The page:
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Anti-Defection Law

Anti-Defection Law
Highlights

The Chairman or the Speaker of a House may, without prejudice to the provisions of Article 105 or, as the case may be, Article 194, and to any other...

In 1985, Parliament passed a law called “Anti-defection law” which added a new schedule to our Constitution, i.e., Schedule X, which is as follows:- Disqualification on ground of defection. —(1) Subject to the provisions of [Paragraphs 4 and 5], a member of a House belonging to any political party shall be disqualified from being a member of the House—(a) if he has voluntarily given up his membership of such political party ; or (b) if he votes or abstains from voting in such House contrary to any direction issued by the political party to which he belongs or by any person or authority authorised by it in this behalf, without obtaining, in either case, the prior permission of such political party, person or authority and such voting or abstention has not been condoned by such political party, person or authority within fifteen days from the date of such voting or abstention.

Decision on questions as to disqualification on ground of defection: - (1) If any question arises as to whether a member of a House has become subject to disqualification under this Schedule , the question shall be referred for the decision of the Chairman or , as the case may be , the Speaker of such House and his decision shall be final. Bar of jurisdiction of courts:— notwithstanding anything in this Constitution, no court shall have any jurisdiction in respect of any matter connected with the disqualification of a member of a House under this Schedule.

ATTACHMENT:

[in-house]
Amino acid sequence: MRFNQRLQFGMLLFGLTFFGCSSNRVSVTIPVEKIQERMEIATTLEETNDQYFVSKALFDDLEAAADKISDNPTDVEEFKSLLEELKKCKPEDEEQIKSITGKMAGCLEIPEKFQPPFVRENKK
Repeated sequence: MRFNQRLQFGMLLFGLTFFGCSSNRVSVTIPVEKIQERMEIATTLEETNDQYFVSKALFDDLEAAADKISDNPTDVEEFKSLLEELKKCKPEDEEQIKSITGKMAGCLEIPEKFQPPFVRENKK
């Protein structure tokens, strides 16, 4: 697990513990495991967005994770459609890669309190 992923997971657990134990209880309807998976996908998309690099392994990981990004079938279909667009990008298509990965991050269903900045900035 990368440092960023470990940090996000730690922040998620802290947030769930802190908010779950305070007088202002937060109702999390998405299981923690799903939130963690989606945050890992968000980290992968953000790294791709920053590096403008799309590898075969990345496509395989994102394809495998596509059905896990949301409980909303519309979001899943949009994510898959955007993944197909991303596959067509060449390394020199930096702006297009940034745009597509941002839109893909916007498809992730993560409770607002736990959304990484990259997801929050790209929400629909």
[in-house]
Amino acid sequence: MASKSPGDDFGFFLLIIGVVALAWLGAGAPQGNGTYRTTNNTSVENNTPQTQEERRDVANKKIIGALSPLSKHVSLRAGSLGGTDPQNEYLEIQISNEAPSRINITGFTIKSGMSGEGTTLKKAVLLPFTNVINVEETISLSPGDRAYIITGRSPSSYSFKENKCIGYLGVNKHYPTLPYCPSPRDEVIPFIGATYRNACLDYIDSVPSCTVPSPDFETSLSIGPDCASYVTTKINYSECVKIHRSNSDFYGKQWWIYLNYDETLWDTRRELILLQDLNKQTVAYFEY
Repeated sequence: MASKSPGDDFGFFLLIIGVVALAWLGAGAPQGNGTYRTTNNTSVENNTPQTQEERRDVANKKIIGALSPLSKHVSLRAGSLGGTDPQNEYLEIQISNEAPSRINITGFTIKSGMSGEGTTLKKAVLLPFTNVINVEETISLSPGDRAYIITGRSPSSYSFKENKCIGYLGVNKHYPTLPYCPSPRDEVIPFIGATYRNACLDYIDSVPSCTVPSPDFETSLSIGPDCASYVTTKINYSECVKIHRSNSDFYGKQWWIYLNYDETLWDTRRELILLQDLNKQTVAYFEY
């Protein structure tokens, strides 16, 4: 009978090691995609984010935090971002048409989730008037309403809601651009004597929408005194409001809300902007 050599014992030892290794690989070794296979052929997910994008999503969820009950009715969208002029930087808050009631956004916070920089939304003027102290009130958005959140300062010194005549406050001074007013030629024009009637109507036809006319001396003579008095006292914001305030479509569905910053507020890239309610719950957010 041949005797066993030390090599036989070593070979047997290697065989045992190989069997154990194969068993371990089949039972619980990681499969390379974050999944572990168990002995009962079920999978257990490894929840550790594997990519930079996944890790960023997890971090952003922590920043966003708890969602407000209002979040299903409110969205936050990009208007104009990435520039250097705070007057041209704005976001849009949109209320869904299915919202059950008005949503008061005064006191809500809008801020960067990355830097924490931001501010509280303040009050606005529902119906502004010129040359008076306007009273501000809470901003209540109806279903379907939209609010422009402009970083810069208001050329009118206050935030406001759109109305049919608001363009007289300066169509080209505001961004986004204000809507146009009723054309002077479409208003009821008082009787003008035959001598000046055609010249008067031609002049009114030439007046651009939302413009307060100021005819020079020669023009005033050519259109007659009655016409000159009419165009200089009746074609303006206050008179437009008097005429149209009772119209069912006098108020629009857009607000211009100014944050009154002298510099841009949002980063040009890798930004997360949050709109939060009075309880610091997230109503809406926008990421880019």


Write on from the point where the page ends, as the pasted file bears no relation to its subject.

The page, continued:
The Chairman or the Speaker of a House may, without prejudice to the provisions of Article 105 or, as the case may be, Article 194, and to any other power which he may have under this Constitution direct that any willful contravention by any person of the rules made under this paragraph may be dealt with in the same manner as a breach of privilege of the House.

The Election Commission of India recently clarified that the anti-defection law does not apply to Presidential Elections. The Supreme Court also in a recent order stated that the ruling of the Speaker’s decision is not final, but subject to judicial review. In some cases as in Karnataka in 2011, disqualification of dissident members by the Speaker was annulled by the Court.

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